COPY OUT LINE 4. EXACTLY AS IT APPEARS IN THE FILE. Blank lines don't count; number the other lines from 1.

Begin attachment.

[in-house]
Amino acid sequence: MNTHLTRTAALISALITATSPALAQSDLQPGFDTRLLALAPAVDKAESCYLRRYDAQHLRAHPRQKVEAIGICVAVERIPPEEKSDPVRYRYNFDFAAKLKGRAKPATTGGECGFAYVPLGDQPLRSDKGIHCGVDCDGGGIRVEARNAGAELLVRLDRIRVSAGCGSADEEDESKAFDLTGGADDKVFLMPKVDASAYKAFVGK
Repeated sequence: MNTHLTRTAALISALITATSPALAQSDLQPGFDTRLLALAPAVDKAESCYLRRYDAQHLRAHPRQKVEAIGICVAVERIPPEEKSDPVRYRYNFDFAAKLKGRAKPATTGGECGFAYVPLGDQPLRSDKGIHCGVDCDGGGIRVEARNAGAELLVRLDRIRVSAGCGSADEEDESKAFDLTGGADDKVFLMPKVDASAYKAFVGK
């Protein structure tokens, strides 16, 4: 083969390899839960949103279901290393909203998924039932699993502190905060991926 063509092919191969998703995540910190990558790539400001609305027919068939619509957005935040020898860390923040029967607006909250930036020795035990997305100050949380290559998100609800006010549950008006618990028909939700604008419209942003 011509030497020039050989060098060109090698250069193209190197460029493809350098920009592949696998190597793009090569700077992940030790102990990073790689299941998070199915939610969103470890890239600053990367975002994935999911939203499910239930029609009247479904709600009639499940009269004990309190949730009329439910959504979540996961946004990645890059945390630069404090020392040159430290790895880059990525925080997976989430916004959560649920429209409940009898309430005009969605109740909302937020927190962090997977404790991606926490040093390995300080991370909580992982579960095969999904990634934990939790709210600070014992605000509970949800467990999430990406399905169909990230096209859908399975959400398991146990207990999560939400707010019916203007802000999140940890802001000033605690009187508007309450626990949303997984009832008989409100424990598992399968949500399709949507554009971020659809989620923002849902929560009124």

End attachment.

């Protein structure tokens, strides 16, 4: 083969390899839960949103279901290393909203998924039932699993502190905060991926 063509092919191969998703995540910190990558790539400001609305027919068939619509957005935040020898860390923040029967607006909250930036020795035990997305100050949380290559998100609800006010549950008006618990028909939700604008419209942003 011509030497020039050989060098060109090698250069193209190197460029493809350098920009592949696998190597793009090569700077992940030790102990990073790689299941998070199915939610969103470890890239600053990367975002994935999911939203499910239930029609009247479904709600009639499940009269004990309190949730009329439910959504979540996961946004990645890059945390630069404090020392040159430290790895880059990525925080997976989430916004959560649920429209409940009898309430005009969605109740909302937020927190962090997977404790991606926490040093390995300080991370909580992982579960095969999904990634934990939790709210600070014992605000509970949800467990999430990406399905169909990230096209859908399975959400398991146990207990999560939400707010019916203007802000999140940890802001000033605690009187508007309450626990949303997984009832008989409100424990598992399968949500399709949507554009971020659809989620923002849902929560009124």